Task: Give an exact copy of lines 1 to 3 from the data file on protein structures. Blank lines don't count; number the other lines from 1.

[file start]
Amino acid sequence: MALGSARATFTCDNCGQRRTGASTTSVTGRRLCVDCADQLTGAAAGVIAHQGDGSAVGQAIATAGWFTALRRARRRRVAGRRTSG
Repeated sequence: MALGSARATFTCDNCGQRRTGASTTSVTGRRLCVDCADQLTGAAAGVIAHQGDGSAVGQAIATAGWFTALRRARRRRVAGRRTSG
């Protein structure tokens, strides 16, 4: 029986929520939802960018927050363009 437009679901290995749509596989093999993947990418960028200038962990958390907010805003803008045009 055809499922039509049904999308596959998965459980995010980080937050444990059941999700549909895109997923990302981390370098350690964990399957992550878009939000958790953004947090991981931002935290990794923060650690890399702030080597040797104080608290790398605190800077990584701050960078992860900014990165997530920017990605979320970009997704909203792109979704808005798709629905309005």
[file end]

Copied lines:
Amino acid sequence: MALGSARATFTCDNCGQRRTGASTTSVTGRRLCVDCADQLTGAAAGVIAHQGDGSAVGQAIATAGWFTALRRARRRRVAGRRTSG
Repeated sequence: MALGSARATFTCDNCGQRRTGASTTSVTGRRLCVDCADQLTGAAAGVIAHQGDGSAVGQAIATAGWFTALRRARRRRVAGRRTSG
């Protein structure tokens, strides 16, 4: 029986929520939802960018927050363009 437009679901290995749509596989093999993947990418960028200038962990958390907010805003803008045009 055809499922039509049904999308596959998965459980995010980080937050444990059941999700549909895109997923990302981390370098350690964990399957992550878009939000958790953004947090991981931002935290990794923060650690890399702030080597040797104080608290790398605190800077990584701050960078992860900014990165997530920017990605979320970009997704909203792109979704808005798709629905309005």